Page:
You’ve probably heard the joke “What did Watson and Crick discover? Rosalind Franklin’s notes.”? Well, at the risk of party-pooperdom by picking apart a brilliant one-liner, the magic of the joke may just be in its bittersweet combination of comedy and tragedy. There: joke ruined. Yet it is quite possibly true: posthumously, Rosalind may have received some of the recognition she deserved to attain in her lifetime, but, for many, her legacy will always also be as an example of the injustices within the history of STEM.

History is littered with STEM heroes who may not have received the recognition they deserved, be it down to bad luck, bad timing or sheer injustice. However, the post of super STEM spin doctor; of special (press) agent to unfairly forgotten scientists is now available to us all. Who do you think deserves your efforts; who would you most like to represent? Perhaps you can think of someone already, or perhaps you could find someone new to you, too?

Ask yourself these questions:

  • Who is most due a phoenix-like revival?
  • Who deserves to have their profile raised and why?
  • Does their work have particular relevance to the world today?
  • Is their lack of fame a clear injustice that needs to be made right?

How will you convince the world that your client is worthy of remembrance; that they should no long slip under the radar?  Could you use a poster, an animation, an essay or a well-thought out and tactically tip-top media campaign to raise their fame?

Take a look at a few examples of scientists below, or hunt out your own, and choose who you would represent as a super STEM press agent. Email us a with your suggestions.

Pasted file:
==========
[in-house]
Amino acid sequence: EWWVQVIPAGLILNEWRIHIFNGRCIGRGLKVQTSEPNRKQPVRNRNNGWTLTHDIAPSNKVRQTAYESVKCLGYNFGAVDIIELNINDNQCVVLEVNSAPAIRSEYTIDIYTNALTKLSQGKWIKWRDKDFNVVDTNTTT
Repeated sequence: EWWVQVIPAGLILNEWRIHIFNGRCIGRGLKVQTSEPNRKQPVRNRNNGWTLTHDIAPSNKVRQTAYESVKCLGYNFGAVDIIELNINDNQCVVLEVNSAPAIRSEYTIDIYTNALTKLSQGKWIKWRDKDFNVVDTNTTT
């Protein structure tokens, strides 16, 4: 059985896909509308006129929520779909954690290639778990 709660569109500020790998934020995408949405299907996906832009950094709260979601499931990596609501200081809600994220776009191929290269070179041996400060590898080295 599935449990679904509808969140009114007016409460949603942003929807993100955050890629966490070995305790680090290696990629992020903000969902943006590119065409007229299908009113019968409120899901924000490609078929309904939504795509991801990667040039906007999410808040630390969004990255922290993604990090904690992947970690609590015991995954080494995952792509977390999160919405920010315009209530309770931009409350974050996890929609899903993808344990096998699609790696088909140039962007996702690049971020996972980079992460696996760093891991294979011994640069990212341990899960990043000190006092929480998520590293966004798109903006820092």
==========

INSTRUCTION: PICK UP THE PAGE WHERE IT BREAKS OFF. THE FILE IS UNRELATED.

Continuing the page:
How about…?

The Forgotten Scientists

  • Maria Sibylla Merian (born 1647) – Entomologist and Scientific Illustrator.[i]
    Maria Sibylla Merian was fascinated with butterflies at a time when the connection between caterpillars and butterflies was not properly understood. Publishing a book in 1679 on metamorphosis, which was not only scientifically thorough but beautifully illustrated, she did not stop there. Undertaking a big and brave adventure to Suriname’s rainforests, she documented newly discovered bugs and despite her trip being cut short due to her contracting malaria, she still had everything she needed to write The Metamorphosis of the Insects of Suriname, which was published in 1705 and was exceptionally well received across Europe.”[ii]
    Beautiful illustrations, brave adventures to rainforests, catching malaria in the course of collecting her scientific data…how do we not know more about her today!?
  • Esther Lederberg (1922-2006) was a microbiologist who made great strides in the field of genetics research, developing techniques that assisted the understanding of how genes work. Her work assisted her husband Joshua’s Nobel prize win in 1958, but there was no mention of her in connection with the award.[iii] Would you like to right this wrong and represent her?
  • Lise Meitner (1878-1968) was also not given the credit she was due for her scientific work. Though her work was instrumental in the discovery of nuclear fission, her longstanding collaborator, Otto Hahn did not cite Meitner when he published their findings, and it was Hahn alone who won the 1944 Nobel prize in Chemistry for his contribution to splitting the atom.[iv] Would you like to help make things right?
  • Whilst Chien-Shiung Wu’s participation in the Manhattan Project and development of the atom bomb may be controversial – not just for the fact that she received very little credit for it – this was not her only contribution to science, nor her only exclusion from acclaim. Despite playing a key role in disproving the law of parity alongside Tsung-Dao Lee and Chen Ning Yang, she was left out of the 1957 Nobel Prize that celebrated this important moment in physics: it went only to Yang and Lee.[v] Could you raise her 21st century profile?

The Forgotten Inventors

  • Charles Drew (1904-1950)  Easily able to straddle all of these categories, Charles Drew was a physician, surgeon and medical researcher who also came up with ingenious methods to store, or “bank”, blood plasma, and headed up the “Blood for Britain” initiative during World War II. He also led a further initiative to develop a blood bank for the US military, but resigned in outrage at the military’s initial reluctance to use blood from African Americans at all, and their subsequent allowing for African-American blood to only be used for African-American soldiers. [vi]